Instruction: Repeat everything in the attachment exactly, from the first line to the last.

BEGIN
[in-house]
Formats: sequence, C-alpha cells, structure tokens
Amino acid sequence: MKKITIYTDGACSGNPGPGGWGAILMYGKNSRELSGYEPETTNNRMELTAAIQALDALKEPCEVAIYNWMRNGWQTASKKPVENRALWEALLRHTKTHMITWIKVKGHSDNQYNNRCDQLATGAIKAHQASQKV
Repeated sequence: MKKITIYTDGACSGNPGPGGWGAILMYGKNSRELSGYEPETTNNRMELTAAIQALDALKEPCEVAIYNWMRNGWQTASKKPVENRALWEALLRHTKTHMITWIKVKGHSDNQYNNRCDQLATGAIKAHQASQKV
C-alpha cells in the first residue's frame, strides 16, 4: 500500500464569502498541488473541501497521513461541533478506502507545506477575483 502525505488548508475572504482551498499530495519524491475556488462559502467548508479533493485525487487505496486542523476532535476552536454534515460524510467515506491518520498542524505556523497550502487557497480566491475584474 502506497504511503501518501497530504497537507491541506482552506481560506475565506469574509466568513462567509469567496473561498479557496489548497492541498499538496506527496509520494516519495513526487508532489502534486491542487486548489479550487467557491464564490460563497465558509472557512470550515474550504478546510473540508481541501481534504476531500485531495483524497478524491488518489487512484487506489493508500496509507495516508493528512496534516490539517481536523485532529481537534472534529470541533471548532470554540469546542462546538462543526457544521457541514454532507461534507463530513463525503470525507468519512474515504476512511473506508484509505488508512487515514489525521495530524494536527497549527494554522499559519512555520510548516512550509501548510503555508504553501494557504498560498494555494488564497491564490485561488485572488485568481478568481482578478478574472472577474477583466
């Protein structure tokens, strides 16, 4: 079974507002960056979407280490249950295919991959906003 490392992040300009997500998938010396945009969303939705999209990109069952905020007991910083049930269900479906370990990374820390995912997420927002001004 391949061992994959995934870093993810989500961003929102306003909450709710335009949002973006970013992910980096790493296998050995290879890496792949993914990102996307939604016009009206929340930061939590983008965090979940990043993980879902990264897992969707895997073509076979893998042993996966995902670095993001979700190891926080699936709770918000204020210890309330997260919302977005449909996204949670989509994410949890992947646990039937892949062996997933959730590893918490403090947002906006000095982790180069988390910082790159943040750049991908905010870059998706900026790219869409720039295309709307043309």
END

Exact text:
[in-house]
Formats: sequence, C-alpha cells, structure tokens
Amino acid sequence: MKKITIYTDGACSGNPGPGGWGAILMYGKNSRELSGYEPETTNNRMELTAAIQALDALKEPCEVAIYNWMRNGWQTASKKPVENRALWEALLRHTKTHMITWIKVKGHSDNQYNNRCDQLATGAIKAHQASQKV
Repeated sequence: MKKITIYTDGACSGNPGPGGWGAILMYGKNSRELSGYEPETTNNRMELTAAIQALDALKEPCEVAIYNWMRNGWQTASKKPVENRALWEALLRHTKTHMITWIKVKGHSDNQYNNRCDQLATGAIKAHQASQKV
C-alpha cells in the first residue's frame, strides 16, 4: 500500500464569502498541488473541501497521513461541533478506502507545506477575483 502525505488548508475572504482551498499530495519524491475556488462559502467548508479533493485525487487505496486542523476532535476552536454534515460524510467515506491518520498542524505556523497550502487557497480566491475584474 502506497504511503501518501497530504497537507491541506482552506481560506475565506469574509466568513462567509469567496473561498479557496489548497492541498499538496506527496509520494516519495513526487508532489502534486491542487486548489479550487467557491464564490460563497465558509472557512470550515474550504478546510473540508481541501481534504476531500485531495483524497478524491488518489487512484487506489493508500496509507495516508493528512496534516490539517481536523485532529481537534472534529470541533471548532470554540469546542462546538462543526457544521457541514454532507461534507463530513463525503470525507468519512474515504476512511473506508484509505488508512487515514489525521495530524494536527497549527494554522499559519512555520510548516512550509501548510503555508504553501494557504498560498494555494488564497491564490485561488485572488485568481478568481482578478478574472472577474477583466
């Protein structure tokens, strides 16, 4: 079974507002960056979407280490249950295919991959906003 490392992040300009997500998938010396945009969303939705999209990109069952905020007991910083049930269900479906370990990374820390995912997420927002001004 391949061992994959995934870093993810989500961003929102306003909450709710335009949002973006970013992910980096790493296998050995290879890496792949993914990102996307939604016009009206929340930061939590983008965090979940990043993980879902990264897992969707895997073509076979893998042993996966995902670095993001979700190891926080699936709770918000204020210890309330997260919302977005449909996204949670989509994410949890992947646990039937892949062996997933959730590893918490403090947002906006000095982790180069988390910082790159943040750049991908905010870059998706900026790219869409720039295309709307043309």